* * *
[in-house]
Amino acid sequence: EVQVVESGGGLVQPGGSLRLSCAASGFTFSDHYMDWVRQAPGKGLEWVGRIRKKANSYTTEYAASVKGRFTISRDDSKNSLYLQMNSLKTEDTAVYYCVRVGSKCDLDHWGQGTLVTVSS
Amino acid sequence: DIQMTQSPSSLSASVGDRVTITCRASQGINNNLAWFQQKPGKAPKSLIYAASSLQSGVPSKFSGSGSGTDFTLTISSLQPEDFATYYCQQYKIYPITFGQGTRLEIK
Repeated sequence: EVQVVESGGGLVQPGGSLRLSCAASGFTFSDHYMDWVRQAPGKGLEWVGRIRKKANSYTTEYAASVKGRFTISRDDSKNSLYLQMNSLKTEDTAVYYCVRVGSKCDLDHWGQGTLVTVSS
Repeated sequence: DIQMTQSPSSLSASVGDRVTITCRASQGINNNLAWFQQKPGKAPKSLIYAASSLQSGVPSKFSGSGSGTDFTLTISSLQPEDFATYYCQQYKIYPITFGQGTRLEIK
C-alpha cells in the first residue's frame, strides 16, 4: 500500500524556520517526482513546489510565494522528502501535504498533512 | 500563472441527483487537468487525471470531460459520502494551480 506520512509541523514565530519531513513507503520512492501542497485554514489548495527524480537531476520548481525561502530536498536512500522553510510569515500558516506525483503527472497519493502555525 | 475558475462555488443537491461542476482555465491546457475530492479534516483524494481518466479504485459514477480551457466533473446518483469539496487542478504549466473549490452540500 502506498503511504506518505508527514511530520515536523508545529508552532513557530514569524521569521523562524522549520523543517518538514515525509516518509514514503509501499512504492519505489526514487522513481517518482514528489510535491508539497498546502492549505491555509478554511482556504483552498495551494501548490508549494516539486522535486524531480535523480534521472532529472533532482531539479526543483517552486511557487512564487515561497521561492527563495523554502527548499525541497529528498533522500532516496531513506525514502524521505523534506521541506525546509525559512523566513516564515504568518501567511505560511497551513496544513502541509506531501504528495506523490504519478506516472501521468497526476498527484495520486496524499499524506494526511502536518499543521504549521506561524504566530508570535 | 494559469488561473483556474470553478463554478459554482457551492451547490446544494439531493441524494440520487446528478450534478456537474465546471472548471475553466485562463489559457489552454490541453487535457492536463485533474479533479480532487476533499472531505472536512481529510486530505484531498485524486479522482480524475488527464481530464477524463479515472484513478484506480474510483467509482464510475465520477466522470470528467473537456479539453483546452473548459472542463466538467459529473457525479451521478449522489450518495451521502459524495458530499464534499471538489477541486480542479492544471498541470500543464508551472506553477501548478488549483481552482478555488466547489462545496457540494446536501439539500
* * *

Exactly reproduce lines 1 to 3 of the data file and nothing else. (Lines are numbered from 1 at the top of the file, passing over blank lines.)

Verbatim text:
[in-house]
Amino acid sequence: EVQVVESGGGLVQPGGSLRLSCAASGFTFSDHYMDWVRQAPGKGLEWVGRIRKKANSYTTEYAASVKGRFTISRDDSKNSLYLQMNSLKTEDTAVYYCVRVGSKCDLDHWGQGTLVTVSS
Amino acid sequence: DIQMTQSPSSLSASVGDRVTITCRASQGINNNLAWFQQKPGKAPKSLIYAASSLQSGVPSKFSGSGSGTDFTLTISSLQPEDFATYYCQQYKIYPITFGQGTRLEIK